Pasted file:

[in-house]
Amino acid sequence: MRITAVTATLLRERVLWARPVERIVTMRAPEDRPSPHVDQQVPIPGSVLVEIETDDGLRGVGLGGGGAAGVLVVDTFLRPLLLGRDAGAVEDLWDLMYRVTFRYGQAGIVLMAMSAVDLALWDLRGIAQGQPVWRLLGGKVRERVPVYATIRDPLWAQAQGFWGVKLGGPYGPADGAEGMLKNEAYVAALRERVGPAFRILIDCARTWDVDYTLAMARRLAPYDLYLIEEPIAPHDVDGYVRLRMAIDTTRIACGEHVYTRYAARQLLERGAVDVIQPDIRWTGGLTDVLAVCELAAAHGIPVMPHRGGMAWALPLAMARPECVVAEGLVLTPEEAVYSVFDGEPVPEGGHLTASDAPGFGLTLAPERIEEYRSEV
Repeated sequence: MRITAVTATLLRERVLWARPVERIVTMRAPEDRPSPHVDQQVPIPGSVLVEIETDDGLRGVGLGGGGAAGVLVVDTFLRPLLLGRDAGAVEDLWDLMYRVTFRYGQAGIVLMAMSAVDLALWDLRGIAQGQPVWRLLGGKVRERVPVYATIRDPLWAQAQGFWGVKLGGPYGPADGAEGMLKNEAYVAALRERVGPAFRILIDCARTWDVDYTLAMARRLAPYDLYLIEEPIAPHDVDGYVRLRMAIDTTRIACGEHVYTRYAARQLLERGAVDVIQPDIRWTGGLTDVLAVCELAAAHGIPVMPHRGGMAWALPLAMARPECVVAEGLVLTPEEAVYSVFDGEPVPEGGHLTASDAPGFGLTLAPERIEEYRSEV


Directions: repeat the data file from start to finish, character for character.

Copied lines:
[in-house]
Amino acid sequence: MRITAVTATLLRERVLWARPVERIVTMRAPEDRPSPHVDQQVPIPGSVLVEIETDDGLRGVGLGGGGAAGVLVVDTFLRPLLLGRDAGAVEDLWDLMYRVTFRYGQAGIVLMAMSAVDLALWDLRGIAQGQPVWRLLGGKVRERVPVYATIRDPLWAQAQGFWGVKLGGPYGPADGAEGMLKNEAYVAALRERVGPAFRILIDCARTWDVDYTLAMARRLAPYDLYLIEEPIAPHDVDGYVRLRMAIDTTRIACGEHVYTRYAARQLLERGAVDVIQPDIRWTGGLTDVLAVCELAAAHGIPVMPHRGGMAWALPLAMARPECVVAEGLVLTPEEAVYSVFDGEPVPEGGHLTASDAPGFGLTLAPERIEEYRSEV
Repeated sequence: MRITAVTATLLRERVLWARPVERIVTMRAPEDRPSPHVDQQVPIPGSVLVEIETDDGLRGVGLGGGGAAGVLVVDTFLRPLLLGRDAGAVEDLWDLMYRVTFRYGQAGIVLMAMSAVDLALWDLRGIAQGQPVWRLLGGKVRERVPVYATIRDPLWAQAQGFWGVKLGGPYGPADGAEGMLKNEAYVAALRERVGPAFRILIDCARTWDVDYTLAMARRLAPYDLYLIEEPIAPHDVDGYVRLRMAIDTTRIACGEHVYTRYAARQLLERGAVDVIQPDIRWTGGLTDVLAVCELAAAHGIPVMPHRGGMAWALPLAMARPECVVAEGLVLTPEEAVYSVFDGEPVPEGGHLTASDAPGFGLTLAPERIEEYRSEV